P.S. – You can also keep up with the Stuff we’re Doing on TwitterPinterestGoogle +, and our Facebook pageReady to trade theory for action? Join us in the Doing the Stuff Network on these social media sites: PinterestGoogle +, and Facebook. Use the hashtag #DoingTheStuff when sharing your stuff on Twitter.

P.P.S – If you find value in our blog, DRG and I would appreciate your vote on the Top Prepper Sites! You can vote daily by clicking here or on the image below. Check out all the other value-adding Prepper sites while you’re there…

Thanks for sharing the stuff!

Copyright Information: Content on this site (unless the work of a third-party) may be shared freely in digital form, in part or whole, for non-commercial use with a link back to this site crediting the author. All links in articles must remain intact as originally posted in order to be republished. If you are interested a third-party article, please contact the author directly for republishing information.

Categories: DIY Preparedness Projects, Doing the Stuff, Frugal Preps, Preparedness | Tags: , , | 15 Comments

The Art of ‘Smoothing It’ in Struggleville

by Todd Walker

Whether physical, mental, or spiritual, your comfort zone is an oasis of low anxiety, little risk, and predictable outcomes. It’s that place which offers protection, real or perceived, from the scary unknowns of life.

Welcome to Struggleville: Now Entering Your Un-Comfort Zone

You’re entitled to comfort, right?

Well, yes, to some degree.

We all have comfort zones and comfort items we’d hate to do without. These places and things are needed for maintenance, rest, and recuperation.

However, they often turn into self-made snares. For some of us, stepping one toe outside our comfort zone would be like passing a kidney stone.

Here’s the thing…

More comfort does not necessarily equate to survivability. We need stretching, bending, tearing, ripping to grow. It’s the struggle, plain and simple, that brings new life. Babies aren’t born without pain.

But, like my bug out bag or bushcraft kit, my philosophy and mindset evolve the more time I spend Doing the Stuff. The process can only happen by entering Struggleville. And yes, Struggleville is an actually “town” in GA.

The Art of 'Smoothing It' in Struggleville

Struggleville is real!

Metaphorically, Struggleville is the place you live. The place where life is forged – good or bad – peaceful or hectic. The place where kids cry, bosses fire, mistakes are made, and life lessons are caught.

Welcome to Struggleville!

It’s located in the valley, not the mountain top. You’ll never climb your mountain, learn that new skill, or build self-confidence living in your comfort zone.

Here’s the danger of never venturing outside your warm, fuzzy boundaries…

  • You stop growing
  • You stop learning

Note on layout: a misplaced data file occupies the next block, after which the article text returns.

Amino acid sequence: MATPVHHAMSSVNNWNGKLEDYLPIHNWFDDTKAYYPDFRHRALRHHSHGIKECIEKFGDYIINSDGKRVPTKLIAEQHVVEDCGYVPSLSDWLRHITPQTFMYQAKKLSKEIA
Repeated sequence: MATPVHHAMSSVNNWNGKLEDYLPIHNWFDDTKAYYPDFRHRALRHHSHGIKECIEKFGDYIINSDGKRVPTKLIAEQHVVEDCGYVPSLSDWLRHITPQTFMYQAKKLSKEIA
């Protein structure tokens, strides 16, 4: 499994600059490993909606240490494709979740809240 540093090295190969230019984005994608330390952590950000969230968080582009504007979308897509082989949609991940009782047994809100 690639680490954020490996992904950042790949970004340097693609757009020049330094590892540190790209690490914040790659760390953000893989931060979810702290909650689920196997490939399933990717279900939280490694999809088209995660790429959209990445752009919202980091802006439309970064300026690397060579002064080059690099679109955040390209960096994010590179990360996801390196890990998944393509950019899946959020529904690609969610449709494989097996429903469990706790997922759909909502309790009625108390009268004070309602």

• You stop doing

It’s easy to talk yourself into staying put in your comfort zone. You look around at those who have reached optimal success in your field and your tempted to set your bar to their height. They make it look easy. Nothing wrong with aiming high, but your heroes didn’t magically reach the top. They learned to smooth it in Struggleville.

As “Nessmuk” (aka – George Washington Sears) so eloquently wrote in Woodcraft and Camping,

We do not go to the green woods and crystal waters to rough it, we go to smooth it. [Emphasis mine]

Nessmuk was referring to our ability to enjoy the great outdoors. But his statement applies to all areas of preparedness. Learning to smooth it takes practice. Skills aren’t developed by just reading about how to. The smoothing it process requires “dirt time.”

In a survival situation, dirt time pays off. Whether it’s wilderness survival or homesteading, you must trade theory for action. The only way to get dirt time is by Doing the Stuff!

Here’s my latest project.

The idea came from a video by Chris Kane on Pathfinder TV on how to build a semi-permanent trapping shelter. Cool project! I decided I needed one for base camp. It’s a weekend project I work on when I get a chance.

The Art of 'Smoothing It' in Struggleville

Frame almost complete. It will sleep two comfortably with room for gear.

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The overhang on the front was made from 32″ poles lashed to the ridge beam.

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Here are the main tools used to construct the shelter: (L to R) limb saw in black sheath, almost free ax I re-helved, and a Wetterlings belt ax. Other tools used but not pictured are my Swiss Army Knife (for lashings), Bacho Laplander folding saw, and a WWII trench shovel.

Also, I used 36# tarred bank line for lashing material. I’ll probably re-lash the main frame with a more robust natural fiber rope.

DSCN0416

Wild grape-vine is woven between the lean-to poles for stability and to help hold debris on top. I’ll use a tarp on top of a layer of pine bows for the roofing. Then I plan to cover the tarp with debris.

As Nessmuk wrote, we don’t go to the woods to rough it, we go to smooth it. And we learn the art of smoothing it by going to Struggleville.

I’ll update you with my first night in the shelter. Ought to be a blast!

Keep Doing the Stuff,

Todd

P.S. – You can also keep up with the Stuff we’re Doing on TwitterPinterestGoogle +, and our Facebook pageReady to trade theory for action? Join us in the Doing the Stuff Network on these social media sites: PinterestGoogle +, and Facebook. Use the hashtag #DoingTheStuff when sharing your stuff on Twitter.

P.P.S – If you find value in our blog, DRG and I would appreciate your vote on the Top Prepper Sites! You can vote daily by clicking here or on the image below. Check out all the other value-adding Prepper sites while you’re there…